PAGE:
Use immediately, or cover and store in the refrigerator for up
to two days.
(We find Hellmann's mayonnaise is the perfect base if you don't
want to make your own.)
Baked Brie with Curried California Walnuts
||Oh, this is so decadant and wonderful. The rich,
nutty flavour of the walnuts complements the velvety texture
of the Brie. Serve with crackers and fruit like crisp apples
1 Tbsp olive oil (15 mL)
1 Tbsp butter (15 mL)
1/2 tsp curry powder (2 mL)
1/3 cup diced red pepper (75 mL)
2 Tbsp finely chopped green onion (30 mL)
1 cup coarsely chopped California Walnuts (250 mL)
2 round Brie cheese (125 g each)
Salt and pepper
The curried element demands some sweetness in the wine
but with balancing acidity. A bold white with good fruit
– Alsace Pinot Gris (Zind-Humbrecht would be amazing)
In large saucepan, heat oil, butter and curry powder over medium
heat. Add red pepper and green onion and sauté 2 to 3 minutes;
stir in walnuts, cook 1 minute. Remove from heat and season with
salt and pepper. Place Brie in ovenproof serving dish. Divide walnut
mixture evenly and place on top of rounds. Bake in 350°F (180°C)
oven for 10 to 15 minutes or until cheese just starts to melt.
Makes 2 rounds.
Sautéed Scallops in Spiced Carrot Juice
||What a great combo, and so very California. Plump,
sweet sea scallops bathed in spiced fresh carrot juice and warmed
with cinnamon and nutmeg. Perfect!
Serves 4 as a main course
8 oz. fava beans or other large shelling beans, shelled
2 cups carrot juice
½ cup (1 stick) unsalted butter cut into pieces, plus 4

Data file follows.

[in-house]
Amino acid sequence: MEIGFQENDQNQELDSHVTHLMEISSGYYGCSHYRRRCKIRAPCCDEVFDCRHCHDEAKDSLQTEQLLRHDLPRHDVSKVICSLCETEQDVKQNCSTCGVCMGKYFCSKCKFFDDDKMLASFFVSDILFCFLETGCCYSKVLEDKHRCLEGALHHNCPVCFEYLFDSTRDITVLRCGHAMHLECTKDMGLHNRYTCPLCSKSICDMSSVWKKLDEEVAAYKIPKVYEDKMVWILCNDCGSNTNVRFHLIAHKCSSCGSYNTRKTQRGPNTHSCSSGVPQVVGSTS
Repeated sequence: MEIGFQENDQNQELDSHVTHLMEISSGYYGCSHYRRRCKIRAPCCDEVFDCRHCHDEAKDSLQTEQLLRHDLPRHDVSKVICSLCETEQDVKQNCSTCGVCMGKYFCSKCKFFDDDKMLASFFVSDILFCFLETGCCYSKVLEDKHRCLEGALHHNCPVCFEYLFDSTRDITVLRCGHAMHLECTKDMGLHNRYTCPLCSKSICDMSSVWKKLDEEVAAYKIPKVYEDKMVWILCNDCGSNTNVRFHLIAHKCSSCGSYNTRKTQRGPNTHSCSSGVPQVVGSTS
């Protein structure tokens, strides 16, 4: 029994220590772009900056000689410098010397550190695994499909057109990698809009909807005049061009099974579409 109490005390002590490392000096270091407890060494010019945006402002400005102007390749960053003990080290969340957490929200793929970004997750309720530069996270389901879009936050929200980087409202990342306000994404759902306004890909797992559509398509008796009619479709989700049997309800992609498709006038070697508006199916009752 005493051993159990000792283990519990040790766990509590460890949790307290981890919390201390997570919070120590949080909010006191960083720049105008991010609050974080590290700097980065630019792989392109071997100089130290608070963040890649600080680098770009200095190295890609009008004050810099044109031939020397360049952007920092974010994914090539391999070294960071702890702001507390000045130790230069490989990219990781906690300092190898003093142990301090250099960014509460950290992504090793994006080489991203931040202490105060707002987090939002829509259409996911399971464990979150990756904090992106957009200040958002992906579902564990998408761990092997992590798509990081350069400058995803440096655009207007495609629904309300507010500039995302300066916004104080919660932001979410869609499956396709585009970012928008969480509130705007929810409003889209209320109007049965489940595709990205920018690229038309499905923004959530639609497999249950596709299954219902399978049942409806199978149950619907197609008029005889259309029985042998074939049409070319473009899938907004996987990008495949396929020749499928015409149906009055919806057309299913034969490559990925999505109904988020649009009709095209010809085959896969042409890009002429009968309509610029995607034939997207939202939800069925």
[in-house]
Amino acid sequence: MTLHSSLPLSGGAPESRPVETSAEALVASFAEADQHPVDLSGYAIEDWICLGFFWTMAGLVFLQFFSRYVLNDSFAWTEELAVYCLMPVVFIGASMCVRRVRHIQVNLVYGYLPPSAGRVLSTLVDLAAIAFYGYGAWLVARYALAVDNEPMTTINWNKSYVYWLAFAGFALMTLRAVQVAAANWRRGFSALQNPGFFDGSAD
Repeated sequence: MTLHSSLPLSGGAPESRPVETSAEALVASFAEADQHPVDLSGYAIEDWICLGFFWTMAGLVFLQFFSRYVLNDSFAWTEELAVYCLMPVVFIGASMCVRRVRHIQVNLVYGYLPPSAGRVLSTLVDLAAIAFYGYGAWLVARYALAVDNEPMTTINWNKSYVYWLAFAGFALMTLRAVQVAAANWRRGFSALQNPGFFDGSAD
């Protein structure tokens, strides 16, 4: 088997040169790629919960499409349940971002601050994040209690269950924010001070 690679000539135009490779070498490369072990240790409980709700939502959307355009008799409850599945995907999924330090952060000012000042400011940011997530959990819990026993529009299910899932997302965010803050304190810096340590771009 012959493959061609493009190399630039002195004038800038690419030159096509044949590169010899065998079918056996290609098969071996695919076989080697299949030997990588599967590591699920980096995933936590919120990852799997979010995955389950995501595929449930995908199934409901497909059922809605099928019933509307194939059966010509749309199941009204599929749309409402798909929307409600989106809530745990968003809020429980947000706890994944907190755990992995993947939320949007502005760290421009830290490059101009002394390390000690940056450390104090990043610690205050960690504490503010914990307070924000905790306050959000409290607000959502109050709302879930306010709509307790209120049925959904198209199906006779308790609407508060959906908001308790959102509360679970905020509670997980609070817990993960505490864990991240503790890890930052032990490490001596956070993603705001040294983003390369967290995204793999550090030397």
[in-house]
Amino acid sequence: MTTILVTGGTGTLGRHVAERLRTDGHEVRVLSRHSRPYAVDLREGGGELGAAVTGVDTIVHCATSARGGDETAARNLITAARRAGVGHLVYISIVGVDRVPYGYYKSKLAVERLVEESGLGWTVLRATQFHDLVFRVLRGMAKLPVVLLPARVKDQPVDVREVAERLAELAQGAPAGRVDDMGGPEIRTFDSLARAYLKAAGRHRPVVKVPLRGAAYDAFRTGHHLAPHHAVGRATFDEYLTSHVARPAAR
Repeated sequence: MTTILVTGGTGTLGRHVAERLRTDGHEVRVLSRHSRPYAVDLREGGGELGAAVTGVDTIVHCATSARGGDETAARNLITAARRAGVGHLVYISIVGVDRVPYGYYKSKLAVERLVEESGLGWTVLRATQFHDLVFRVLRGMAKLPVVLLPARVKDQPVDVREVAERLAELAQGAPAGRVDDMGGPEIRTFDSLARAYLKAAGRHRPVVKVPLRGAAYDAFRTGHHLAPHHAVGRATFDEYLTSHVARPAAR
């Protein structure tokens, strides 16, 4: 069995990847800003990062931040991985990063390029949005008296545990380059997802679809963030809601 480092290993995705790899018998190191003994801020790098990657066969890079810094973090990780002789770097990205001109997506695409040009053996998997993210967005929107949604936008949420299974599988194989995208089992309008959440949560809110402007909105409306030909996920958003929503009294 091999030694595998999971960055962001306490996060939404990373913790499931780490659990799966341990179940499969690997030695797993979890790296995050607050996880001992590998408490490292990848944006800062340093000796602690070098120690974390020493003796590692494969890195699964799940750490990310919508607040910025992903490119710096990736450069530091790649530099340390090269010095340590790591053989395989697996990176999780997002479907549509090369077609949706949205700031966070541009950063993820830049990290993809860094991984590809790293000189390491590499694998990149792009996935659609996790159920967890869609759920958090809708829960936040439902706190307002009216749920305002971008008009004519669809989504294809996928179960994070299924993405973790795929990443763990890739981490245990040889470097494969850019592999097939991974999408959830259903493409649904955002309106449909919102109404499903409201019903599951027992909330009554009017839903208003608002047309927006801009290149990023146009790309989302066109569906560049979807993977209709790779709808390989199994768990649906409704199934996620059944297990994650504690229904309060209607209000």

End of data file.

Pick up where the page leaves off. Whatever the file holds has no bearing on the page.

¼ cup diced carrots
¼ cup diced zucchini
Pinch of cayenne pepper, or to taste
Pinch of ground cinnamon
Several gratings of nutmeg
Sea salt to taste
12 large sea scallops (about 1½ lbs.)
8 ounces dried orecchiette or shell-shaped pasta
4 sprigs flat-leaf parsley for garnish
Blanch the fava beans in boiling water for about 2 minutes. Drain
and pinch off the skins with your fingers. Set aside in a small
In a large saucepan, combine the carrot juice, ½ cup butter,
and carrots. Bring to a boil, reduce heat to a simmer and stir until
the butter is melted. Add the zucchini, cayenne, cinnamon, nutmeg
and fava beans. Simmer until vegetables are tender, 3 to 5 minutes.
Add salt. Cover and keep warm over very low heat.
Match with a dry, medium-bodied white – my choice
would be Pouilly-Fuisse from Burgundy or a New Zealand
In a large sauté pan or skillet, melt the 4 tablespoons
butter over medium-high heat. Pat the scallops dry with a paper
towel and add them to the pan one at a time. Sauté until
browned on both sides and slightly firm to the touch. Transfer to
an ovenproof platter and keep warm in a low oven.
In a large pot of salted boiling water, cook the pasta until al
dente, about 10 minutes. Drain well and divide among warmed shallow
bowls. Ladle a generous amount of the carrot sauce over each pasta
portion and place 3 scallops on top of each serving. Garnish with
parsley and serve at once.
Seared Foie Gras with Arugula
and Roasted Asian Pear Compote
Foie gras is a phenomenally rich delicacy that seduces the palate
with its velvety texture and concentrated flavour. In this recipe,
the sweetness of pears and spicy arugula add interesting highlights.
Asian pears are crisp and round and almost as hard as an apple;
if you can't find them, Bosc pears are fine.
Serves 4 as a very rich first course
2 unpeeled Asian pears, halved and cored
1 tsp canola oil
1 tsp hazelnut oil
1 tsp fresh lemon juice
1 tsp off-dry wine such as Riesling or Gewürztraminer
2 tsp honey
¼ tsp coarse salt
Pinch of freshly ground black pepper
1 lobe (12 oz) fresh foie gras
¼ tsp kosher or coarse salt, plus salt to taste
Several grindings of pepper, plus pepper to taste
3 bunches (about 4 ounces each) arugula, stemmed
To make the compote: Preheat the oven to 375°F. Coat
the pear halves with the oils and place cut side down in a pie pan.
Bake for 35 minutes. Remove from the oven and let cool for 20 minutes.
Carefully peel the pears and cut into ¼-inch wide lengthwise
slices, then into ¼-inch-thick crosswise slices to make 1
inch long matchsticks. In medium bowl, combine the pear pieces and
the juices remaining in the pie pan. Add all the remaining compote
ingredients and toss so that the pear pieces are well coated. Set